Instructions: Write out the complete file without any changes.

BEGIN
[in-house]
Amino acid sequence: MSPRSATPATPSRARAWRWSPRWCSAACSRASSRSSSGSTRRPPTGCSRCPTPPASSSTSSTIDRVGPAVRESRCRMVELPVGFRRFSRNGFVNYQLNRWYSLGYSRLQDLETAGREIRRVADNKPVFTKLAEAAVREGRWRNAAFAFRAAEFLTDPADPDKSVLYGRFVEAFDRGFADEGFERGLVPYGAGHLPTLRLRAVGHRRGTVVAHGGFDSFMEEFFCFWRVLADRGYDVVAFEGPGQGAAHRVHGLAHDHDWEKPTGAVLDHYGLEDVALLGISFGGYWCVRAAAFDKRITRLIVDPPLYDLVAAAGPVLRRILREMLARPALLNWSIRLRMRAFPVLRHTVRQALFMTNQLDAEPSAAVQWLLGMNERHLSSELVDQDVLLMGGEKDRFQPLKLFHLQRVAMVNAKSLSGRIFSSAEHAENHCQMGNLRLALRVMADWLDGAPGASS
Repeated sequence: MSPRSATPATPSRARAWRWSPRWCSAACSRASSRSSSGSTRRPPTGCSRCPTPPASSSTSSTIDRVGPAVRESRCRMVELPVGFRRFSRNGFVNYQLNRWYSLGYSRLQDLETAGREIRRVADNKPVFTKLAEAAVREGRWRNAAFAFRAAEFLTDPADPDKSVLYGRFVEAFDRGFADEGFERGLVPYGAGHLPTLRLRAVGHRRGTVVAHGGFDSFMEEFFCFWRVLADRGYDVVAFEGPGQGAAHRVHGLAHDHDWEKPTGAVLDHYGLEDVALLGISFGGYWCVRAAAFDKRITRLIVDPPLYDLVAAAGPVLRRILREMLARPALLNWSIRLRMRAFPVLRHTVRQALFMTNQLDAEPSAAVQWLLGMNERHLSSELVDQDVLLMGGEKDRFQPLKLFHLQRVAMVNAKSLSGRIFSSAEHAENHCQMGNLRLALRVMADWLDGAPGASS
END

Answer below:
[in-house]
Amino acid sequence: MSPRSATPATPSRARAWRWSPRWCSAACSRASSRSSSGSTRRPPTGCSRCPTPPASSSTSSTIDRVGPAVRESRCRMVELPVGFRRFSRNGFVNYQLNRWYSLGYSRLQDLETAGREIRRVADNKPVFTKLAEAAVREGRWRNAAFAFRAAEFLTDPADPDKSVLYGRFVEAFDRGFADEGFERGLVPYGAGHLPTLRLRAVGHRRGTVVAHGGFDSFMEEFFCFWRVLADRGYDVVAFEGPGQGAAHRVHGLAHDHDWEKPTGAVLDHYGLEDVALLGISFGGYWCVRAAAFDKRITRLIVDPPLYDLVAAAGPVLRRILREMLARPALLNWSIRLRMRAFPVLRHTVRQALFMTNQLDAEPSAAVQWLLGMNERHLSSELVDQDVLLMGGEKDRFQPLKLFHLQRVAMVNAKSLSGRIFSSAEHAENHCQMGNLRLALRVMADWLDGAPGASS
Repeated sequence: MSPRSATPATPSRARAWRWSPRWCSAACSRASSRSSSGSTRRPPTGCSRCPTPPASSSTSSTIDRVGPAVRESRCRMVELPVGFRRFSRNGFVNYQLNRWYSLGYSRLQDLETAGREIRRVADNKPVFTKLAEAAVREGRWRNAAFAFRAAEFLTDPADPDKSVLYGRFVEAFDRGFADEGFERGLVPYGAGHLPTLRLRAVGHRRGTVVAHGGFDSFMEEFFCFWRVLADRGYDVVAFEGPGQGAAHRVHGLAHDHDWEKPTGAVLDHYGLEDVALLGISFGGYWCVRAAAFDKRITRLIVDPPLYDLVAAAGPVLRRILREMLARPALLNWSIRLRMRAFPVLRHTVRQALFMTNQLDAEPSAAVQWLLGMNERHLSSELVDQDVLLMGGEKDRFQPLKLFHLQRVAMVNAKSLSGRIFSSAEHAENHCQMGNLRLALRVMADWLDGAPGASS